BT is also arguably having to face up to having milked Openreach for cash in recent years and attempted to provide high speed broadband on the cheap by squeezing as much as it can out of its old copper network. To be fair, what it has done is very impressive with its G.Fast technology capable of 300 Mbps.
BT now knows that it has come to the end of the road with this strategy and that OFCOM and the government won’t accept it. As a result, Openreach’s investment spending (capex) has been rising significantly and is expected to keep on doing so. This is turning it from a cash cow to possibly a cash consumer in the next couple of years.
Using the segmental notes to BT’s annual report, you can calculate a proxy for the free cash flow that has been generated by Openreach by taking its EBITDA and subtracting capex.
Between 2013 and 2015, Openreach was spending less than its annual depreciation expense on capex which meant that EBITDA less capex was more than its operating profit. This has now reversed as capex has surged to invest in new fibre to the premises (FTTP) assets which are increasingly all fibre rather than relying on copper for the last bit to the customer’s premises.
Openreach has currently passed 2.6m premises with FTTP and wants to reach 20m by the mid to late 2020s. At an average cost of £300-£400 property this is going to cost it between £5.2bn and £7bn and it needs the cash flows to pay for it and earn a decent return on investment on it.
At the moment, OFCOM is proposing that basic broadband pricing (download speeds of less than 40 Mbps) can increase in line with inflation so that it can generate the cashflows to fund the necessary investment. Openreach also has complete pricing freedom in faster broadband products.
The tricky bit is the allowed return on this investment. BT wants to earn 10-12 per cent per year on it in terms of operating profits but OFCOM thinks the core network should only get 8 per cent before tax with a bit more for full fibre and rural broadband. If Openreach gets the return it needs then there is scope for some decent profit growth and eventually free cash flow growth but this is not as straightforward as it seems.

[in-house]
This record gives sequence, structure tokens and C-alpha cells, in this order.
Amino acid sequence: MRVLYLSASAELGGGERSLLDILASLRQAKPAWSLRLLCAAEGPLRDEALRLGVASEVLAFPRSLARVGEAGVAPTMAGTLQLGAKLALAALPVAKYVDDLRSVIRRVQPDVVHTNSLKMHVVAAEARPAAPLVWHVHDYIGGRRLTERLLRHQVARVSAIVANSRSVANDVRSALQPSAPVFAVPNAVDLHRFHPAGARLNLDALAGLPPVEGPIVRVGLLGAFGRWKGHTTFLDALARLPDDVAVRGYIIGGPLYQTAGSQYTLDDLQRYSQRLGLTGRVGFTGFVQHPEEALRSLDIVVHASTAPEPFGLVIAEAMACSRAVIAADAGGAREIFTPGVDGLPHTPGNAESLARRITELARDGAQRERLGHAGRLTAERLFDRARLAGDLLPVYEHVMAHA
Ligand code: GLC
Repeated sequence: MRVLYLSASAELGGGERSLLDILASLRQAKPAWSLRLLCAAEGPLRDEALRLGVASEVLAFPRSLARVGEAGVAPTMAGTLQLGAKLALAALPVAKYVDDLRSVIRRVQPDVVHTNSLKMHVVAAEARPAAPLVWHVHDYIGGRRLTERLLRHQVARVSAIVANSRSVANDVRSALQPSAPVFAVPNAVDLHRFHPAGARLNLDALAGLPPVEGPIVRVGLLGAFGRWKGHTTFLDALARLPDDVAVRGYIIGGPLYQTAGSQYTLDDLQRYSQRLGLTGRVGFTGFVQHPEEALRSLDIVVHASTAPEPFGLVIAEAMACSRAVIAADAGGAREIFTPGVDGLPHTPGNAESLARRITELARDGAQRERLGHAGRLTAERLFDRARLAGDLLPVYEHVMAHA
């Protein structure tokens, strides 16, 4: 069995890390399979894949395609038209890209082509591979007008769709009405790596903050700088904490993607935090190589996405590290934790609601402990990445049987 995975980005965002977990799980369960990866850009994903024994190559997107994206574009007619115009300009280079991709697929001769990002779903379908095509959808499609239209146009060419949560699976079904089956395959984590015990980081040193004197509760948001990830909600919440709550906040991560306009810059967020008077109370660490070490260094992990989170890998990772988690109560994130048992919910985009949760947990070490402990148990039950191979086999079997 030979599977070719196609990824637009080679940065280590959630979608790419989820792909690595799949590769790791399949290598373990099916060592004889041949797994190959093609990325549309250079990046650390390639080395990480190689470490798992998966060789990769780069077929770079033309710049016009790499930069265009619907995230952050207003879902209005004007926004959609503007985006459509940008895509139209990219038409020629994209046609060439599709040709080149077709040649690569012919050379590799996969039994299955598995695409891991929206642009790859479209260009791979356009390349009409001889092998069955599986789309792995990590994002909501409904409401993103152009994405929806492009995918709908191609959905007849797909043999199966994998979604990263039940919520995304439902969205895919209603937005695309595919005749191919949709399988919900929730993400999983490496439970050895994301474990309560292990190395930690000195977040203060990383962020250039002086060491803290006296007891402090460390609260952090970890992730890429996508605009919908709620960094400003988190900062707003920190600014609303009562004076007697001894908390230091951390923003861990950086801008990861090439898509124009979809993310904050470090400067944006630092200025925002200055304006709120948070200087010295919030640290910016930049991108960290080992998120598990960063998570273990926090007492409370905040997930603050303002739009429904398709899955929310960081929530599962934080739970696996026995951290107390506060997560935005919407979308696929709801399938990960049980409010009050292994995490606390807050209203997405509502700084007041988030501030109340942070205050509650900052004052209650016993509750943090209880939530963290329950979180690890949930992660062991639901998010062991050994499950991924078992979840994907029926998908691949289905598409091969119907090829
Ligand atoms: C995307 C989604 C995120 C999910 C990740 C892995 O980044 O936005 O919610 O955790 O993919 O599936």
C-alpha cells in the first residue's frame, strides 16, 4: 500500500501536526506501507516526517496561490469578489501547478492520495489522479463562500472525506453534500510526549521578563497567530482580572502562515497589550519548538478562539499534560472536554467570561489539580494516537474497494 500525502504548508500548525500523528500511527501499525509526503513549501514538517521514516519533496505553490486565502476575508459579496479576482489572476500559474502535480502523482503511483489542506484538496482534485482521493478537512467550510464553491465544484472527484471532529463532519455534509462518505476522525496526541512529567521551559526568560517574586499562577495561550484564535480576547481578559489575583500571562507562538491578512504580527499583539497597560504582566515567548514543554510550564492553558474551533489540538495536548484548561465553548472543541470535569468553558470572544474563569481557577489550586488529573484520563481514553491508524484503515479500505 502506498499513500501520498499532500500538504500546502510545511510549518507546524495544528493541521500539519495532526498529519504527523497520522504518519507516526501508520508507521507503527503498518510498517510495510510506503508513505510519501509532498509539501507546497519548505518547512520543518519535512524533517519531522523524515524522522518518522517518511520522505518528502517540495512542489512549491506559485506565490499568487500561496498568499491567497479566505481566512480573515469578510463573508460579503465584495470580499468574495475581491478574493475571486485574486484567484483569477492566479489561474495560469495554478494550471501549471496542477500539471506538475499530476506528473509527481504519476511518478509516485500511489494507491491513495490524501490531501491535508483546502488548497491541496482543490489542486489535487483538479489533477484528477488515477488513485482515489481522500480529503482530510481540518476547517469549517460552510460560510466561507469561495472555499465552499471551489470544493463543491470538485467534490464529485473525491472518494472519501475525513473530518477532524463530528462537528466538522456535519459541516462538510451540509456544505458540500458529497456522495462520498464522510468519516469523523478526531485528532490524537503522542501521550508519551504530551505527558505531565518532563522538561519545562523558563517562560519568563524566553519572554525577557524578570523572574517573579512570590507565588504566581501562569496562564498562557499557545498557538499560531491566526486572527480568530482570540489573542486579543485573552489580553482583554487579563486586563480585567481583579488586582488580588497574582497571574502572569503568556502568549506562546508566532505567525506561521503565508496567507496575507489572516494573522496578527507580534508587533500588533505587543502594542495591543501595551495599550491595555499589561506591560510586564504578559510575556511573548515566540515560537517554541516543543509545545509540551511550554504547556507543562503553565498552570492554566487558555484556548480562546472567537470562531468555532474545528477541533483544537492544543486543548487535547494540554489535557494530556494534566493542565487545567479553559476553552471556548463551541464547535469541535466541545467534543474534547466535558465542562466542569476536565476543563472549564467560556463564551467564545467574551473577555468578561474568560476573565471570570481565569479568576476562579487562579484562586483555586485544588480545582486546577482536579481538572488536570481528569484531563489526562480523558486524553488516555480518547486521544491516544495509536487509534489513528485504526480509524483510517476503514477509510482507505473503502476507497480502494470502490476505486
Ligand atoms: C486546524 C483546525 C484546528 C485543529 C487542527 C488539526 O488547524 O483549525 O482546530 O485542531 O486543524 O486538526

This is because Openreach is competing with other full fibre network providers such as Virgin and newer entrants to the market such as City Fibre, Hyperoptic and Gigaclear. There is no guarantee that spending money on a brand new full fibre network will see Openreach get enough paying customers so that the investment pays off. Alternatively, customers may choose another network provider. Virgin can already reach 15m households and wants to expand this number.
It is this investment risk which makes Openreach and the value of it a little bit different to valuing a water company or electricity distribution or transmission network which face no competition.
As for who might buy it. Well, the high investment requirements that are needed to preserve the company’s competitive position mean that it is not a business that can be leveraged up and run for cash as a financial buyer might wish to do but private infrastructure companies will probably be interested if the returns are high enough.
Given the current focus on the security of national infrastructure assets, a bid for BT looks difficult right now. In many ways, it is down to BT to sort itself out and create a new strategy that investors can get behind.
It must be prepared to be radical and the low share price – and the low expectations that come with it – gives it a chance to do something positive and create some upside. It could be along the lines of closing or selling Global Services, closing down BT Sport and selling off its rights, and spinning off Openreach. This is likely to be messy but if done well could give BT a chance to raise fresh equity, pay down debt and create an improved investment case at the same time.
The shares are very cheap
There’s a lot of risk with this company and it needs a helping hand from the regulator and an ability to fight off competition but looking at the value of BT shares right now, it’s hard not to think that they are very cheap.
I am coming at this on the basis of applying a value to Openreach and seeing what the rest of BT is being valued at using its reported profits and debts in the year to March 2020 which I see as a basis for normal business conditions.
Market cap @ 109p
Less: Openreach at asset value
Implied EV for remaining BT
Remaining op profit excl Openreach
EV of remaining BT if Openreach 25% premium to Asset Value
Source:Annual Reports/Investors Chronicle
Valuing Openreach at its asset value puts the rest of BT on an EV.EBIT multiple of 8.5 times or a yield of 11.7 per cent. Being more aggressive with the value of Openreach and putting it on a standalone valuation which is a chunky premium to asset value shows that the rest of BT is cheaper still. Realising the upside is altogether a more difficult matter but it is a share that should interest patient value investors.